On February 12, 2008, a consortium of mortgage lenders trotted out a voluntary program purportedly designed to help prevent foreclosures. Under this program, termed Project Lifeline, lenders will give homeowners who are still in their homes some additional time to work things out before foreclosure proceedings are initiated.
Here's how it works. If you are 90 or more days delinquent on your payments, and foreclosure or bankruptcy proceedings haven't yet been started, the lender will give you a 30-day written notice prior to initiating foreclosure proceedings. The notice will invite you to contact the company servicing the mortgage for a possible resolution. If agreement isn't reached within that 30-day period, the foreclosure can begin.
On the surface, this looks like a good thing. Homeowners who fall behind sometimes get fatalistic and don't bother to attempt a resolution. This 30-day notice may stimulate you to give it one more try. It also gives you an extra month without paying if you are ultimately going to lose the home. Every month you can live in a home "rent free" is an opportunity to put some money aside for moving expenses and other costs associated with finding new shelter.
The downside of this new plan? If you are busy negotiating with the lender and the negotiations don't produce anything useful, you may have foregone a more appropriate action for your individual circumstances, such as filing for bankruptcy, passing up an opportunity for new shelter, or even hunting for refinancing on your own.
Don't let time run out. Although the major lenders may say they want to work things out with their borrowers, the truth is that many homeowners have been forced into a kind of rope-a-dope (a la Muhammad Ali) where the lender implied that relief was just around the corner, only to deliver a knockout punch by cutting off communications on the eve of the foreclosure sale. This 30-day notice appears to be more of the same, rather than a new policy that might substantially cut down on foreclosures.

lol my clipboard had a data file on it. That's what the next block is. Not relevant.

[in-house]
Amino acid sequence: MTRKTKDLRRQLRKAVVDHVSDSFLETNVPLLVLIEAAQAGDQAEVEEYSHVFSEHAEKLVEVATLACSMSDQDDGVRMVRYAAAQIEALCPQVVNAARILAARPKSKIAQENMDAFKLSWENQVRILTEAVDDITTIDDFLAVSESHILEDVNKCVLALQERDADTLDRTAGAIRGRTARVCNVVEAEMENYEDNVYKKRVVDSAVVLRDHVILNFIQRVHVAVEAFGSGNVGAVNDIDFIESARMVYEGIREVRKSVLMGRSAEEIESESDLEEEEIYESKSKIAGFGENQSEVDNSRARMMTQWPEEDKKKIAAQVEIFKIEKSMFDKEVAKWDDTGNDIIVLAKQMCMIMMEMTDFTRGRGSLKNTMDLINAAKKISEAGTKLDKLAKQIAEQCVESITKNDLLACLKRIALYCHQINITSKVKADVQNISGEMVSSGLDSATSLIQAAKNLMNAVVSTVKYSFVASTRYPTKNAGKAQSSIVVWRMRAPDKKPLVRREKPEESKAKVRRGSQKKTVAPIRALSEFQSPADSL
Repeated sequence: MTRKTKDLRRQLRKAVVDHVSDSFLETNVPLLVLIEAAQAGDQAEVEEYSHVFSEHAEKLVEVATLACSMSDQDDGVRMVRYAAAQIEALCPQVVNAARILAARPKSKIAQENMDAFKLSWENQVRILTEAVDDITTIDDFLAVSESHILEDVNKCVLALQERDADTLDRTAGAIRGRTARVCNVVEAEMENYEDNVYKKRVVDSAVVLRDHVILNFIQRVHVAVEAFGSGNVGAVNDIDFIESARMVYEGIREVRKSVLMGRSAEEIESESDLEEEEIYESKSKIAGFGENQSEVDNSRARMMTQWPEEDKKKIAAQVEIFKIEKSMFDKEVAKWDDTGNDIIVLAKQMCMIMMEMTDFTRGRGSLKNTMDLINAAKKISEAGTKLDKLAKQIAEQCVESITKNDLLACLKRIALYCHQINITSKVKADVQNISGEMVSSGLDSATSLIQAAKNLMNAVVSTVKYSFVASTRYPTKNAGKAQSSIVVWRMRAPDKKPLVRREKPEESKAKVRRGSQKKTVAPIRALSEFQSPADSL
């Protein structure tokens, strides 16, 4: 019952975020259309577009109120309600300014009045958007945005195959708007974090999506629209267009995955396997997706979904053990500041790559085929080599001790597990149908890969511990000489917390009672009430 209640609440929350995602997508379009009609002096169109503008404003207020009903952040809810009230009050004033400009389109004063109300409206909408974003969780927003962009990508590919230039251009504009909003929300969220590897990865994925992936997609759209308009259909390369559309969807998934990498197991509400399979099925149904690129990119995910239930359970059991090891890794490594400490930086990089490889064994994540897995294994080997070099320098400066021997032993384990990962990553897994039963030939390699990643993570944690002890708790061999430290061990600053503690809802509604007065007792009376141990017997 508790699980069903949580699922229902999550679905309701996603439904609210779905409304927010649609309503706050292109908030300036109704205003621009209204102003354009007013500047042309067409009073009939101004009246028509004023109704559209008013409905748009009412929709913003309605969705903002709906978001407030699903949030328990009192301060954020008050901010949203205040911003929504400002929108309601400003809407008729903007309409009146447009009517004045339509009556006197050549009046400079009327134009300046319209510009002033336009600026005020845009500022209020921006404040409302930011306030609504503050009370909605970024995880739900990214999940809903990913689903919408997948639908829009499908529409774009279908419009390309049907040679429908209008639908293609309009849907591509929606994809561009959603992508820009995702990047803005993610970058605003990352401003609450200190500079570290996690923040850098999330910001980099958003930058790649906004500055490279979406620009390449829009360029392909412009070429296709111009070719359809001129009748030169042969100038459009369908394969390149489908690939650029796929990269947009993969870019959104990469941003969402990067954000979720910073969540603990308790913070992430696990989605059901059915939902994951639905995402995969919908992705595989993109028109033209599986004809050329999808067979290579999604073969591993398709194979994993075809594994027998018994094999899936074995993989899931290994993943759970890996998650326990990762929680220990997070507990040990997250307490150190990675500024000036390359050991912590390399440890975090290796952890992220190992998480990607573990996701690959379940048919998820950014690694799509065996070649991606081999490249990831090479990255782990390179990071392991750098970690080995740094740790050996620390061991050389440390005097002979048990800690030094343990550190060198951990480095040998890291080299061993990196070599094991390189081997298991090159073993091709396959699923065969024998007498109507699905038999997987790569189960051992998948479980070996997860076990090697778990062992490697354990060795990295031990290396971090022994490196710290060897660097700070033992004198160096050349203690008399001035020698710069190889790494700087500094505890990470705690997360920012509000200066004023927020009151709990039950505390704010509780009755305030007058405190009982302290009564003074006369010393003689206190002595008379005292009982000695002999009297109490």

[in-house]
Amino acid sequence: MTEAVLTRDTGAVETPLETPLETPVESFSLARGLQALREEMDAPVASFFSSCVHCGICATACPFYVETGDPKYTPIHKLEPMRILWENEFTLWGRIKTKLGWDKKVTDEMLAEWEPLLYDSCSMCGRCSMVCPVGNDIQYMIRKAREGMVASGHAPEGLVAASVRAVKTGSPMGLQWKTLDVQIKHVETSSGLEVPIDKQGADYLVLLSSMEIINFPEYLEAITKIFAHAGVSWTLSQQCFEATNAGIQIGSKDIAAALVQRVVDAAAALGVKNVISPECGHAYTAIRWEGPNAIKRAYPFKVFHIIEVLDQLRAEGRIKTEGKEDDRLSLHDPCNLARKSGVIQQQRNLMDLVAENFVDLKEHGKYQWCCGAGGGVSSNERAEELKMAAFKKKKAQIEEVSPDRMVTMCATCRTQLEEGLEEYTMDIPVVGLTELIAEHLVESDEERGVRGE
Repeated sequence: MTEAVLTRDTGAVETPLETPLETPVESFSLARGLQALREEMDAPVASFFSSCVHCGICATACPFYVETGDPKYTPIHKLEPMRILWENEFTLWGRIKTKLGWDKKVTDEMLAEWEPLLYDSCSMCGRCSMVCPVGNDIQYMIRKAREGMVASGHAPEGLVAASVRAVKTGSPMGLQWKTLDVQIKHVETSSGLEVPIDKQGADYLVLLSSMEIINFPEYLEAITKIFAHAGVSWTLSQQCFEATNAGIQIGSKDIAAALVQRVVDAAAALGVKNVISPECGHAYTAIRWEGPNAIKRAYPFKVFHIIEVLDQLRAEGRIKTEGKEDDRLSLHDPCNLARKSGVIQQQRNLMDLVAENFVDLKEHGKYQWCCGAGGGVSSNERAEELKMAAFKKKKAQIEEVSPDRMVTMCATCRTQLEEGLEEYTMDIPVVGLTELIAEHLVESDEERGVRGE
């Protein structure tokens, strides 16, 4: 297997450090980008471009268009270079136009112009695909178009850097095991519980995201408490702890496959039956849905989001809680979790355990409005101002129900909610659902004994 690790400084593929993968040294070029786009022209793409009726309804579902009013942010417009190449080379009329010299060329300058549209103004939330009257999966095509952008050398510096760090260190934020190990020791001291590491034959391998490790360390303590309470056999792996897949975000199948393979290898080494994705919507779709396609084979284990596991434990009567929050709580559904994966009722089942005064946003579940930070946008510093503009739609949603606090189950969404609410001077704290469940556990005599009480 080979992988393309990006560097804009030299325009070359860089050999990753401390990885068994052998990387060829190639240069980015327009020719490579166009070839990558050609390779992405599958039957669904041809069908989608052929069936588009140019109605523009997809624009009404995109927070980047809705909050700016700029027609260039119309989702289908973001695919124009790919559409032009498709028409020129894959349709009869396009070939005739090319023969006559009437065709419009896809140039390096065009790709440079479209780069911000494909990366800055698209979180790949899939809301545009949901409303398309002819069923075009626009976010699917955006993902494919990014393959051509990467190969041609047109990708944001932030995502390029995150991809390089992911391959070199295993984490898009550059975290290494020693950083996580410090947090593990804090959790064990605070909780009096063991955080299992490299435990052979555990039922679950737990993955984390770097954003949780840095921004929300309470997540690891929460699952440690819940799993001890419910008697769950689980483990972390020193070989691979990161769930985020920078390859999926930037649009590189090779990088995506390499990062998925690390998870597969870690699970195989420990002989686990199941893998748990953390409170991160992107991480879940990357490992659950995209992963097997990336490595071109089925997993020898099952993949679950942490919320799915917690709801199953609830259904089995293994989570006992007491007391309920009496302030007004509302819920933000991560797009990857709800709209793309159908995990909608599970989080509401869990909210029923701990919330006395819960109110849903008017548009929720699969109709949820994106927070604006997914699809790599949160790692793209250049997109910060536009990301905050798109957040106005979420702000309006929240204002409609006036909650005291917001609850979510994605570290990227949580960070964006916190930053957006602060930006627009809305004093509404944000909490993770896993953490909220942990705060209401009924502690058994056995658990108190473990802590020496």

Project Lifeline assumes you can trust the folks throwing the rope, even thought they're the same folks who put you into the water in the first place.
When negotiating with a bank or other entity to avoid foreclosure, it's important to remember that you're most likely not negotiating with the decision-maker -- the owner of the mortgage. An important component of the housing bubble is that mortgages were packaged for easy sale on Wall Street and in international markets. To give you true relief with a substantially reduced interest rate or adding your missed payments to the end of the mortgage, the mortgage owner has to give permission. An investor in China or Germany may not be as accommodating as their American counterparts would like them to be, and while it may make sense for a lender to avoid foreclosing, the relationship between the lender and its investors may favor the foreclosure.
So, if you get one of the 30-day notices, feel free to explore possible workouts, but keep an eye on the clock, and if you are in one of the many states that provides very little advance notice for a foreclosure, have a solid Plan B ready and waiting.